sunlight on the nearby peak above metal trail sign and register
The trail junction. I went north yesterday, now west briefly before heading south.

small cabin guard station
The old Santa Cruz Guard Station is kept locked up tight when volunteers are not using it. I should have poked around earlier if I wanted to wander inside.

camp site
The nearby camp site. Plenty of tables to go around here and stoves from after the ice can era.

Down the creek, there is a sign pointing out trail as it turns a corner to cross the creek. There is no worry losing the trail where the sign is (possibly because the sign has been there long enough, the trail is overgrown to the creek anyway), but there is trail down the side of the creek and the trail on the far side splits. I am certain the one going downstream before crossing is wrong, but not so certain about the other side. I choose the one on the left which heads back upstream, but also up the hill. Passing through a hole left by a gate in the old fencing around the guard station, it does seem to be the correct one.

wideer creek with plenty of trees and a few cat tails
Plenty of water in Santa Cruz Creek right now.

17 June 2018

Santa Cruz: Santa Cruz Peak

Los Padres National Forest

DAY 1 | DAY 2 | DAY 3

Click for map.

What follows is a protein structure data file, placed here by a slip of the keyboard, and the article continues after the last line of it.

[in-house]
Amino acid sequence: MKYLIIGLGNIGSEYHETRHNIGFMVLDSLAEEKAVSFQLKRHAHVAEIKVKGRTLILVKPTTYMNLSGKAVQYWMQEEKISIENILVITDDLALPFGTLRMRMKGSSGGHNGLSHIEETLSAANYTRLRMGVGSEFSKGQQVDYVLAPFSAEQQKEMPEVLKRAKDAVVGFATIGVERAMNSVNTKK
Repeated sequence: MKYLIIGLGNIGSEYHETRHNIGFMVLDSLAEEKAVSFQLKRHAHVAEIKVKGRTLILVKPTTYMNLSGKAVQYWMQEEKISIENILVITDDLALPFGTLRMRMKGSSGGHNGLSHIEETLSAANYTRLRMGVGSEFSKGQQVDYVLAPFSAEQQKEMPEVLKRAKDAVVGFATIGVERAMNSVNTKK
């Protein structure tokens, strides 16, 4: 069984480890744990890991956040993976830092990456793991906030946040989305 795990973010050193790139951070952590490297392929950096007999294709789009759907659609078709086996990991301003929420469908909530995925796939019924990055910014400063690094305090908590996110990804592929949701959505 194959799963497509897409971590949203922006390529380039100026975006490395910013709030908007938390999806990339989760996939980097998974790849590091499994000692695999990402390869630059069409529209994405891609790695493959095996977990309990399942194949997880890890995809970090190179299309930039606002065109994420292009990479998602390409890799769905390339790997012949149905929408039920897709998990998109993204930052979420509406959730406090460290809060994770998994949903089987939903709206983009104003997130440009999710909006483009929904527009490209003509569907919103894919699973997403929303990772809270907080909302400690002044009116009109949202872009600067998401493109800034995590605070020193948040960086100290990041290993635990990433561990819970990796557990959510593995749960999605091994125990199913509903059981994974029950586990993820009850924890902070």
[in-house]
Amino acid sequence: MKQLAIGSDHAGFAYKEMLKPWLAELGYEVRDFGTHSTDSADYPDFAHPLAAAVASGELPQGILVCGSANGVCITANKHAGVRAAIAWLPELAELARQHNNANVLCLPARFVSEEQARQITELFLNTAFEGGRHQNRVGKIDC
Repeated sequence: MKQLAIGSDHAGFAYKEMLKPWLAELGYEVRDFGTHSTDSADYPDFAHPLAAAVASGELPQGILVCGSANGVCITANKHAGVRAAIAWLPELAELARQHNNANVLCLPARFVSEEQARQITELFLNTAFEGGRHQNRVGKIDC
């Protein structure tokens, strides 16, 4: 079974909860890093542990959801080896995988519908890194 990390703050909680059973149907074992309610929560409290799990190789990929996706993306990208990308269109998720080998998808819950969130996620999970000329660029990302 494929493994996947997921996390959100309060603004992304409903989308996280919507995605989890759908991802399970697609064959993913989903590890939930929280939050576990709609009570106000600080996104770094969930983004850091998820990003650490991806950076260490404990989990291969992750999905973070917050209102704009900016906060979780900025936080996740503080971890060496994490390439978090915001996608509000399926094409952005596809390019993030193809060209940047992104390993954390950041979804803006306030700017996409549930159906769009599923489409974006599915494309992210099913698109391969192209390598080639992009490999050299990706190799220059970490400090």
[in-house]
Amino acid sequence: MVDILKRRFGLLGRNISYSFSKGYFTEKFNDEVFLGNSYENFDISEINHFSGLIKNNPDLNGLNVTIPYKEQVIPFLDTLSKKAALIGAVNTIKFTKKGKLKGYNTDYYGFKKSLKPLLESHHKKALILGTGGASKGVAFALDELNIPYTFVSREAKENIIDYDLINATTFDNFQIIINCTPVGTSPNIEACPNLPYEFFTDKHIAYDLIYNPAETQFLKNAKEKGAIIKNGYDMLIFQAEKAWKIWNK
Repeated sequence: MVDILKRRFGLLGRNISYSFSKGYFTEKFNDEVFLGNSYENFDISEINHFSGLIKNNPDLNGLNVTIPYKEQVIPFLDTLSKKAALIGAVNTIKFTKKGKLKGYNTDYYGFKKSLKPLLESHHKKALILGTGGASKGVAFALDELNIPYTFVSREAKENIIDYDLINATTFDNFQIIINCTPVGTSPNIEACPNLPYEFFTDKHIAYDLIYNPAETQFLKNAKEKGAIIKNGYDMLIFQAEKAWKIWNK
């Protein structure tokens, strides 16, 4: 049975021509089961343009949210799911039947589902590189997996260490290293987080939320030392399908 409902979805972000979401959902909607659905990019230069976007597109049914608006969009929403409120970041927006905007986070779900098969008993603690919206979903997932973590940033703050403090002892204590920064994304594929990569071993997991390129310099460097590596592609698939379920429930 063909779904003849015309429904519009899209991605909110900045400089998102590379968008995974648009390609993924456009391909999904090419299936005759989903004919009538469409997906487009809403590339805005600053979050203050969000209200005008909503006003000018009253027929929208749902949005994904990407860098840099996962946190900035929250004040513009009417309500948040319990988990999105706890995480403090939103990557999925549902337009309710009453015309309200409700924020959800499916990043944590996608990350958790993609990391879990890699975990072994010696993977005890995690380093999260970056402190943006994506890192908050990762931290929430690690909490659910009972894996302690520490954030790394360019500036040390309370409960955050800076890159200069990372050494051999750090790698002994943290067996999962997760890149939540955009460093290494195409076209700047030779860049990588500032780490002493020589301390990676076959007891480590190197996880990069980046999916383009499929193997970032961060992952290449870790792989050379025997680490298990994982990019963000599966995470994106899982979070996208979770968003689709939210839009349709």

The morning is thick and grey, but I expect that will be gone by 10AM. It is higher up this today, so I can see actually the land around me. I get to see the outside of the barn now. It is a simple building and not very barn-like. Poking around the rest of the camp areas is nice, but it sets off one volunteer's dog. I like a spot a couple down from the station where a big oak has fallen and now it is nice and open over the table and camping area. Even next to nice big creeks like this one, I am starting to get wary about large oak limbs. I weigh down my camp gear so it stays where I put it and pack up and take off as the others start to fix breakfast, joining the mowed trail by the register and starting to climb along a tributary out to those meadows I saw in the gathering gloom yesterday. On the other side of the canyon, I pick out the trail going the other way, climbing in easy switchbacks below the steeper road.